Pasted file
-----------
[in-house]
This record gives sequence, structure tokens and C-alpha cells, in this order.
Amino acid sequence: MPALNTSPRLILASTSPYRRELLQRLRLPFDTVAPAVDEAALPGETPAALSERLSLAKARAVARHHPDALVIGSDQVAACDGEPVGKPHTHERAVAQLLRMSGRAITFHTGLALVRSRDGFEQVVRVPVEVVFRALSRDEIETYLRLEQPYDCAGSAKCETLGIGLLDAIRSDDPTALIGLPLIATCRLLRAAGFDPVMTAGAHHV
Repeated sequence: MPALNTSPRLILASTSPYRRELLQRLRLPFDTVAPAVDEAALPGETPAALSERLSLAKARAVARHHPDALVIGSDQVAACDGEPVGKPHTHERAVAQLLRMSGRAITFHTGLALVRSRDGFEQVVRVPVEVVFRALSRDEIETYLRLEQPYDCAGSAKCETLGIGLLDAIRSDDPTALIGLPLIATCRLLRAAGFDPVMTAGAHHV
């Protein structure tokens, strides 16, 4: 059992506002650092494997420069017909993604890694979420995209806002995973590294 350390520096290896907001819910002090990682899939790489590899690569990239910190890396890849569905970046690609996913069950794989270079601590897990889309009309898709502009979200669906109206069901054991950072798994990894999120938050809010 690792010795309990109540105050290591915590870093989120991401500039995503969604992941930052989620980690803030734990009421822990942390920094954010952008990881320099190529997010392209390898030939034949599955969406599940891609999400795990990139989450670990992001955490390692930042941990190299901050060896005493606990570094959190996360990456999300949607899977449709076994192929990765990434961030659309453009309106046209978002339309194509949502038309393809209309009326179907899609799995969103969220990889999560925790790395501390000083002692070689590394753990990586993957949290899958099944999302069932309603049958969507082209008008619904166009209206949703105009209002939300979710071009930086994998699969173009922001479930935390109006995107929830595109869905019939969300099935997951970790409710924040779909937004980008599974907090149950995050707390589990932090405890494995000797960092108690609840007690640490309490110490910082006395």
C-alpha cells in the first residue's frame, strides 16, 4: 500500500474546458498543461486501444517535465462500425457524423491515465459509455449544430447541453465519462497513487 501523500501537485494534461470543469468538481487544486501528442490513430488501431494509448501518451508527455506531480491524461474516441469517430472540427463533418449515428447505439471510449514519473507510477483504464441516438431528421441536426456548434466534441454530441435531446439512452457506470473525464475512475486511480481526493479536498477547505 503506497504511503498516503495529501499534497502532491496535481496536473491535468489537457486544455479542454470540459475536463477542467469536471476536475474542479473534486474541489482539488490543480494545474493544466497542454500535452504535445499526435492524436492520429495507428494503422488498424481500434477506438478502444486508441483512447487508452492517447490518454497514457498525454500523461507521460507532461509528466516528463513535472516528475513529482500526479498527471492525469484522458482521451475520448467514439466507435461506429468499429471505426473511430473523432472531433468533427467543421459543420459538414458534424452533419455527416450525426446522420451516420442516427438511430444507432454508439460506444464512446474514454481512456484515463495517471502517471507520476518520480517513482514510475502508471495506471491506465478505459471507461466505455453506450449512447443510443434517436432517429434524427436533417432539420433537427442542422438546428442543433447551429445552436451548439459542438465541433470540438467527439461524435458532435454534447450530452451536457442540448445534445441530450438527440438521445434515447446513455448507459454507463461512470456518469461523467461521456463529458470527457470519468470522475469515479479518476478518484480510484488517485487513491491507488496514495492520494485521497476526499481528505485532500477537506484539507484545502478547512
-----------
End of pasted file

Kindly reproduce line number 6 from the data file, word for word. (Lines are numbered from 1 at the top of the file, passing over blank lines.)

C-alpha cells in the first residue's frame, strides 16, 4: 500500500474546458498543461486501444517535465462500425457524423491515465459509455449544430447541453465519462497513487 501523500501537485494534461470543469468538481487544486501528442490513430488501431494509448501518451508527455506531480491524461474516441469517430472540427463533418449515428447505439471510449514519473507510477483504464441516438431528421441536426456548434466534441454530441435531446439512452457506470473525464475512475486511480481526493479536498477547505 503506497504511503498516503495529501499534497502532491496535481496536473491535468489537457486544455479542454470540459475536463477542467469536471476536475474542479473534486474541489482539488490543480494545474493544466497542454500535452504535445499526435492524436492520429495507428494503422488498424481500434477506438478502444486508441483512447487508452492517447490518454497514457498525454500523461507521460507532461509528466516528463513535472516528475513529482500526479498527471492525469484522458482521451475520448467514439466507435461506429468499429471505426473511430473523432472531433468533427467543421459543420459538414458534424452533419455527416450525426446522420451516420442516427438511430444507432454508439460506444464512446474514454481512456484515463495517471502517471507520476518520480517513482514510475502508471495506471491506465478505459471507461466505455453506450449512447443510443434517436432517429434524427436533417432539420433537427442542422438546428442543433447551429445552436451548439459542438465541433470540438467527439461524435458532435454534447450530452451536457442540448445534445441530450438527440438521445434515447446513455448507459454507463461512470456518469461523467461521456463529458470527457470519468470522475469515479479518476478518484480510484488517485487513491491507488496514495492520494485521497476526499481528505485532500477537506484539507484545502478547512